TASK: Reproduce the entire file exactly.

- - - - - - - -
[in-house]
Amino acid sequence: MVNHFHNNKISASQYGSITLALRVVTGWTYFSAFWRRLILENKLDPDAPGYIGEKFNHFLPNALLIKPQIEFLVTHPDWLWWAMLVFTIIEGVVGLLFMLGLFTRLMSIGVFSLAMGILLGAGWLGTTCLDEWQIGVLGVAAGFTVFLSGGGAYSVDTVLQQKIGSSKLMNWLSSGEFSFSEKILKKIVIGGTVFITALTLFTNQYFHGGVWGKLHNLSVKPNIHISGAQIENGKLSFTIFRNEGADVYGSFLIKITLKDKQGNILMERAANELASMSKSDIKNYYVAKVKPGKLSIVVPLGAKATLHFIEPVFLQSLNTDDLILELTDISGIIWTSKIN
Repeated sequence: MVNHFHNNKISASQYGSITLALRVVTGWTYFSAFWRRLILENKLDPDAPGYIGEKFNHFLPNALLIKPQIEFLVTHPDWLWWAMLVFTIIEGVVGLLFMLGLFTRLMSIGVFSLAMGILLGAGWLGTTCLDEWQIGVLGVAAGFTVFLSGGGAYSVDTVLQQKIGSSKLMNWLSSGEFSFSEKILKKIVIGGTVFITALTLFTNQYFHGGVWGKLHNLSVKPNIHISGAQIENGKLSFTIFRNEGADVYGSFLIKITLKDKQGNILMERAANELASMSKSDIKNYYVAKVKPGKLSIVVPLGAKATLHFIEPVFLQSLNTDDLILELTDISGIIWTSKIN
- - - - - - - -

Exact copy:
[in-house]
Amino acid sequence: MVNHFHNNKISASQYGSITLALRVVTGWTYFSAFWRRLILENKLDPDAPGYIGEKFNHFLPNALLIKPQIEFLVTHPDWLWWAMLVFTIIEGVVGLLFMLGLFTRLMSIGVFSLAMGILLGAGWLGTTCLDEWQIGVLGVAAGFTVFLSGGGAYSVDTVLQQKIGSSKLMNWLSSGEFSFSEKILKKIVIGGTVFITALTLFTNQYFHGGVWGKLHNLSVKPNIHISGAQIENGKLSFTIFRNEGADVYGSFLIKITLKDKQGNILMERAANELASMSKSDIKNYYVAKVKPGKLSIVVPLGAKATLHFIEPVFLQSLNTDDLILELTDISGIIWTSKIN
Repeated sequence: MVNHFHNNKISASQYGSITLALRVVTGWTYFSAFWRRLILENKLDPDAPGYIGEKFNHFLPNALLIKPQIEFLVTHPDWLWWAMLVFTIIEGVVGLLFMLGLFTRLMSIGVFSLAMGILLGAGWLGTTCLDEWQIGVLGVAAGFTVFLSGGGAYSVDTVLQQKIGSSKLMNWLSSGEFSFSEKILKKIVIGGTVFITALTLFTNQYFHGGVWGKLHNLSVKPNIHISGAQIENGKLSFTIFRNEGADVYGSFLIKITLKDKQGNILMERAANELASMSKSDIKNYYVAKVKPGKLSIVVPLGAKATLHFIEPVFLQSLNTDDLILELTDISGIIWTSKIN